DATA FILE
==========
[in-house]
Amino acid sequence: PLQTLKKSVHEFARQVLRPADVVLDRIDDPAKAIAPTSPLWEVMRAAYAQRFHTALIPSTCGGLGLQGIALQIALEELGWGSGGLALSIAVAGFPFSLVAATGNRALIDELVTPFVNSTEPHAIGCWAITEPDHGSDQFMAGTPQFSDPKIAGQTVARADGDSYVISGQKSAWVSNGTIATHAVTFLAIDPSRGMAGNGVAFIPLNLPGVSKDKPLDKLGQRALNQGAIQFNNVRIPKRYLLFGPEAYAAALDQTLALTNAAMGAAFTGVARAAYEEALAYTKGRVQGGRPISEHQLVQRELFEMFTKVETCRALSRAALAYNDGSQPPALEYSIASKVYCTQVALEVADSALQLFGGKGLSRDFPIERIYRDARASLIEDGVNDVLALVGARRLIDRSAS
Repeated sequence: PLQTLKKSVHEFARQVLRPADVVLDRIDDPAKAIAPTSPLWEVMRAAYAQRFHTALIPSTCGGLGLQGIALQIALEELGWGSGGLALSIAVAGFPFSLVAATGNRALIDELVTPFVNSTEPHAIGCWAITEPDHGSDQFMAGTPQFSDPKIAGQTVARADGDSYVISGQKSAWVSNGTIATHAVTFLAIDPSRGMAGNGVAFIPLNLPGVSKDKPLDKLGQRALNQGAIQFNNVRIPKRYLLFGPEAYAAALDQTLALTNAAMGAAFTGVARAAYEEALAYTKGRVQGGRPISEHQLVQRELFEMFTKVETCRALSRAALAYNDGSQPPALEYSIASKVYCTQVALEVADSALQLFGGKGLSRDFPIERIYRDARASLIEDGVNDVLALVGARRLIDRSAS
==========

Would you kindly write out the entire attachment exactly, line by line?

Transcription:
[in-house]
Amino acid sequence: PLQTLKKSVHEFARQVLRPADVVLDRIDDPAKAIAPTSPLWEVMRAAYAQRFHTALIPSTCGGLGLQGIALQIALEELGWGSGGLALSIAVAGFPFSLVAATGNRALIDELVTPFVNSTEPHAIGCWAITEPDHGSDQFMAGTPQFSDPKIAGQTVARADGDSYVISGQKSAWVSNGTIATHAVTFLAIDPSRGMAGNGVAFIPLNLPGVSKDKPLDKLGQRALNQGAIQFNNVRIPKRYLLFGPEAYAAALDQTLALTNAAMGAAFTGVARAAYEEALAYTKGRVQGGRPISEHQLVQRELFEMFTKVETCRALSRAALAYNDGSQPPALEYSIASKVYCTQVALEVADSALQLFGGKGLSRDFPIERIYRDARASLIEDGVNDVLALVGARRLIDRSAS
Repeated sequence: PLQTLKKSVHEFARQVLRPADVVLDRIDDPAKAIAPTSPLWEVMRAAYAQRFHTALIPSTCGGLGLQGIALQIALEELGWGSGGLALSIAVAGFPFSLVAATGNRALIDELVTPFVNSTEPHAIGCWAITEPDHGSDQFMAGTPQFSDPKIAGQTVARADGDSYVISGQKSAWVSNGTIATHAVTFLAIDPSRGMAGNGVAFIPLNLPGVSKDKPLDKLGQRALNQGAIQFNNVRIPKRYLLFGPEAYAAALDQTLALTNAAMGAAFTGVARAAYEEALAYTKGRVQGGRPISEHQLVQRELFEMFTKVETCRALSRAALAYNDGSQPPALEYSIASKVYCTQVALEVADSALQLFGGKGLSRDFPIERIYRDARASLIEDGVNDVLALVGARRLIDRSAS